What Egyptian wine would I most desire to taste? Personally, I would love to have a cellar full of sweet wines from the House of Aton of the Western River. Its Chief Vintner Aperershop labeled the purpose of this wine to be "Life, Prosperity & Health".

* Wine was the main offering made by pharaoh to the gods in funerary and ritual scenes.  While there were several Egyptian gods and goddesses associated with wine, it was Osiris who was equated by the historian Herodotus with the Greek god Dionysus.  Soon after picking the grapes, vine leaves would fall down and the vine itself would seem dead. Some months later the vine would sprout again.  This cycle was seen by the Egyptians to correspond to the death and resurrection of their god Osiris.
We were wondering about which wines match classic rock`n`roll music.  One answer may be the wines that rock each inspired by some of the world's great bands e.g. Rolling Stones "Forty Licks" Merlot, Woodstock Chardonnay, Pink Floyd "Dark Side of the Moon" Cabernet Sauvignon. etc.   Here clearly the wine making has been explicit in labeling the purpose WHY these wines were made.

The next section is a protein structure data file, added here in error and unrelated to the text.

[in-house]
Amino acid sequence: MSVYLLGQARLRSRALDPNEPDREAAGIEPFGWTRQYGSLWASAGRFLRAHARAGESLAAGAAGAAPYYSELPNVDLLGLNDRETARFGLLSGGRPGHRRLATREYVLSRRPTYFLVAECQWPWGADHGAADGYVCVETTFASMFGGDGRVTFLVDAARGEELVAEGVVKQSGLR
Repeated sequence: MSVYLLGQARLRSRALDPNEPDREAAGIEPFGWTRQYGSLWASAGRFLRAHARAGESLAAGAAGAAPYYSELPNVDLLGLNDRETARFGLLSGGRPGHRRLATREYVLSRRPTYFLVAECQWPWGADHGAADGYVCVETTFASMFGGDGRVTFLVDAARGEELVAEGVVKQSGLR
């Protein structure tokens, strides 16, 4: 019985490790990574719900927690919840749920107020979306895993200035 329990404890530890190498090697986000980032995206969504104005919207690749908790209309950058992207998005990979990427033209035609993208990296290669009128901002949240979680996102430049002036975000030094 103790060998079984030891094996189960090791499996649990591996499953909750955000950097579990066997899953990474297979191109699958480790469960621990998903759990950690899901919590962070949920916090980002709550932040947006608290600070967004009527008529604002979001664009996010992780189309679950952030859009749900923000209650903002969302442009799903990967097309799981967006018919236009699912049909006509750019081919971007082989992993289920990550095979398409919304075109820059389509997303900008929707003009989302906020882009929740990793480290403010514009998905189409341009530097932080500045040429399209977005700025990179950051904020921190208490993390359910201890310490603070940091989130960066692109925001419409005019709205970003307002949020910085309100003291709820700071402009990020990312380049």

Another example is one answer to the classic food and wine pairing conundrum: "What wine to drink with curry?" was the inspiration in 2007 for Balti Wine to develop and market five Argentinian blended wines (each with a distinct bottle top colour to denote  its "chili rating") to match all spicy foods.


1. "The early Egyptians confined much of their well tendered vineyards to walled-in gardens (wine gardens!)
2. It is also interesting to note that Wine in Egyptian is irp, which is thought to be onomatopaeic for a 'burp' or hiccup from drinking either too much wine or too quickly. :)

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King Tut's Wine Cellar Leonard Lasko
Wine in Ancient Egypt  Maria Rosa Guasch Jane
Inscriptions from the Palace of Amehotep III  William Hayes

A YEAR OF WINE Perfect Pairings, Great Buys, and what to Sip for Each Season Tyler Colman, aka Dr. Vino


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(c) 2010 Henry Weingarten